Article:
back to article US Navy suffers third ship collision this year

The accident-prone US Navy has suspended all of its warship operations around the world following its third collision at sea this year. The latest incident took place between general-purpose destroyer USS John S McCain and a Liberian-flagged oil tanker, the Alnic MC, off the coast of Singapore, where the American warship was …

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  2. Matthew Smith

    Well if the US ships want the Chinese to keep out of the way

    They are going about it the right way.

    1. Scroticus Canis
      Happy

      Re: Well if the US ships want the Chinese to keep out of the way

      Um, think it's the US Navy getting in the way of others. The last two collisions the US boats were hit in the side. Of course they may have learnt how to do handbrake turns with a destroyer to scam Lloyd's List.

      Seems that the Mark One Eyeball and a pair of binoculars are no longer a part of the "watch" requirement.

      1. James O'Shea

        Re: Well if the US ships want the Chinese to keep out of the way

        "Um, think it's the US Navy getting in the way of others. The last two collisions the US boats were hit in the side."

        All three of the collisions (Lake Champlain, Fitzgerald, John S McCain) were because something hit the US ship. Lake Champlain was hit by a South Korean fishing boat; the bridge crew on Lake Champlain saw the fishing boat coming and screamed at it on radio, but it didn't have a radio, and no-one on the boat noticed a 10,000 ton guided missile cruiser right in front of them. (insert joke about Asians and glasses here.) Fitzgerald was turning away, too late, from the containership when the collision occurred. No-one on the bridge thought to wake the captain, or perhaps the containership wasn't seen in time. In any case, the captain was asleep in his cabin and found out when part of said cabin landed on him, injuring him. The captain, the executive officer, and the senior petty officer ('boatswain', in the RN) are all on the beach now. I suspect that others will follow. John S McCain was hit aft, and seems to have almost made it out of the way. There also seems to have been a problem with the steering mechanisms, which are part of the systems controlled by... Windows for Warships. No, I don't know if there was a bluescreen, but if there was...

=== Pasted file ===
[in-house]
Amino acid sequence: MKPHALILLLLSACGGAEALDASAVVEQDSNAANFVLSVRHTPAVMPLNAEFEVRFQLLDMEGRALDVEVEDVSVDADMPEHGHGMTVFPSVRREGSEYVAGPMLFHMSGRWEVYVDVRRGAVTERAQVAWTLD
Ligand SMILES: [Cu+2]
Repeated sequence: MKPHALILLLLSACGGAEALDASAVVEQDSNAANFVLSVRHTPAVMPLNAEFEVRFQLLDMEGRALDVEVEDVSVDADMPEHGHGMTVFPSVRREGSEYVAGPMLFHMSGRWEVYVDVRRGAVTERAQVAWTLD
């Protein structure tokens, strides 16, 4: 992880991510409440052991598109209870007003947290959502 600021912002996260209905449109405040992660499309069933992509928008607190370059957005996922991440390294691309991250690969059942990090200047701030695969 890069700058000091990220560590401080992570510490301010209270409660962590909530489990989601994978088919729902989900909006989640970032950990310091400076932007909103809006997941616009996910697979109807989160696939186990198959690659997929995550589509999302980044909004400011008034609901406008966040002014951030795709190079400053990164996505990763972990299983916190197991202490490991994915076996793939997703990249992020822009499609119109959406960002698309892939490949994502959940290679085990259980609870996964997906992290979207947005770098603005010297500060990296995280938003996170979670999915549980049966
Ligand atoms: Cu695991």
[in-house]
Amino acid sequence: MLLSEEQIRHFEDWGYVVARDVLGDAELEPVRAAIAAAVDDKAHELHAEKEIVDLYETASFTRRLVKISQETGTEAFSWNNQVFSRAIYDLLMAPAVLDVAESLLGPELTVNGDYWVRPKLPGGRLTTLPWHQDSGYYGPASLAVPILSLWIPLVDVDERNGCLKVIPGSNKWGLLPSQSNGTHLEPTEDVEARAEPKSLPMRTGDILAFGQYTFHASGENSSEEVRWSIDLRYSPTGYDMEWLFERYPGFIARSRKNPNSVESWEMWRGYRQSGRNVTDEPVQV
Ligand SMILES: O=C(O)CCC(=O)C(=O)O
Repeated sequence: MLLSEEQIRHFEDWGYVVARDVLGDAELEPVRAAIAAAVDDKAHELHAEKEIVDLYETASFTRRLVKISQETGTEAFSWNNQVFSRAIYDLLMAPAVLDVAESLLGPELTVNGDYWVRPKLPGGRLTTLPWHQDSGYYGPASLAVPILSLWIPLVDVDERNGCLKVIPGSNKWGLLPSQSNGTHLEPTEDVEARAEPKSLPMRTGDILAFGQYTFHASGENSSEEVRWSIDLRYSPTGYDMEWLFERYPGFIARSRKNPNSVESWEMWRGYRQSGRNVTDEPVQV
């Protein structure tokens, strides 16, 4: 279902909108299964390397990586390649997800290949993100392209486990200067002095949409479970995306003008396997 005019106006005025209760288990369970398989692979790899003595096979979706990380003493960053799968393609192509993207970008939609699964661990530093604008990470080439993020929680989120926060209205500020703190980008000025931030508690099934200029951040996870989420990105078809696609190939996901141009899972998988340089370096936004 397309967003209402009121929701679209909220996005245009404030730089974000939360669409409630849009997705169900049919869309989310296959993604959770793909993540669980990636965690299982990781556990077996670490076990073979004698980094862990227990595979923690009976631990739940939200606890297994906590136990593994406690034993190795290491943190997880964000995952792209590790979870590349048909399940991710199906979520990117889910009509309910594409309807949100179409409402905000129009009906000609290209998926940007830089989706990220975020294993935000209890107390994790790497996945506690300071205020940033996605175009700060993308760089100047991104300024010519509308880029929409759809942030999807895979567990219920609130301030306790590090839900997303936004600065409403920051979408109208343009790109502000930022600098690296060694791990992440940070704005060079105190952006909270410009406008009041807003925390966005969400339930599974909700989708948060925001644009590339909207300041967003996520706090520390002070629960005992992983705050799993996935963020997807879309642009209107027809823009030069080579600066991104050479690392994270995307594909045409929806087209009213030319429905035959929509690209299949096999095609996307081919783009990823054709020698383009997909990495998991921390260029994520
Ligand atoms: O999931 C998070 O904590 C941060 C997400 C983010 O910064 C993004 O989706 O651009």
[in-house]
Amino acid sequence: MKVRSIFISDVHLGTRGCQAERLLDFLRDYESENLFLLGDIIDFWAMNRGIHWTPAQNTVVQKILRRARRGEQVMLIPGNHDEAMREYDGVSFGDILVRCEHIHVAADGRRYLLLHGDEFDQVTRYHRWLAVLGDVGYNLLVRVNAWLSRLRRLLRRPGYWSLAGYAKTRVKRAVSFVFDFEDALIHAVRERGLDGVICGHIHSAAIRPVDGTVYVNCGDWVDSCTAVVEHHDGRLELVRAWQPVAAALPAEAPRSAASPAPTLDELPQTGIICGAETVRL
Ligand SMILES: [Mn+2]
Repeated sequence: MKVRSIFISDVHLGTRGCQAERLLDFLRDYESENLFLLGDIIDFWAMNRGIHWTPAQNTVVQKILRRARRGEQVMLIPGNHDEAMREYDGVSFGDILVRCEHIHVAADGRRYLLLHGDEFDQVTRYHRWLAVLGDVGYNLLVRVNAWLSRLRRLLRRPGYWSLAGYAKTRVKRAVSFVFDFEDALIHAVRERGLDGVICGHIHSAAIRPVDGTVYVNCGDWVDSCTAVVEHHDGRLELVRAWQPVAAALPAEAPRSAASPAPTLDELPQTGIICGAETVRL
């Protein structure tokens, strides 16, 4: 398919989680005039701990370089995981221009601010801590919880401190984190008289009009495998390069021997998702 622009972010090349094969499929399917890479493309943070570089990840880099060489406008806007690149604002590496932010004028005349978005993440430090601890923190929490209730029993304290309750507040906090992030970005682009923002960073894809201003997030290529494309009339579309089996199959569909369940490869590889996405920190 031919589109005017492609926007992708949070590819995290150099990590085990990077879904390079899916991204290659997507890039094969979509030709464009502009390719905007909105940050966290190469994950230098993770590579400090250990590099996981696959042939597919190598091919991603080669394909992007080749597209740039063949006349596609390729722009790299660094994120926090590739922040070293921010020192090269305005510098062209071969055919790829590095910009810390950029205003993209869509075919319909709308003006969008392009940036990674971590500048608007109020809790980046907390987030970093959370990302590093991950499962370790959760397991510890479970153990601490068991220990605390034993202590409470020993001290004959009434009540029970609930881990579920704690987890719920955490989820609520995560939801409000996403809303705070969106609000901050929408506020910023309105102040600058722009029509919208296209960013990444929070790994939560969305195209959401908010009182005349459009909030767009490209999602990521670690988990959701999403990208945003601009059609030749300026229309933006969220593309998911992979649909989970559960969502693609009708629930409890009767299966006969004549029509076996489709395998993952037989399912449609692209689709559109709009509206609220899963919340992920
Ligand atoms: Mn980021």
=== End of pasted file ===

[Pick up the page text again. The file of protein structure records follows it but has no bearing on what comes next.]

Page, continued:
The last incident was when Antietam, a sister ship to Lake Champlain, ran aground in Tokyo harbor, in an incident remarkably similar to HMS Indomitable running aground while coming into Kingston, Jamaica, harbor in November 1941.

        1. Phil W

          Re: Well if the US ships want the Chinese to keep out of the way

          While it is true that other ships hit the USN ships on some of these occasions they were hit in the starboard side. It is standard maritime practice to give way to vessels approaching from your starboard side, rather than remaining ignorant of them until they hit you.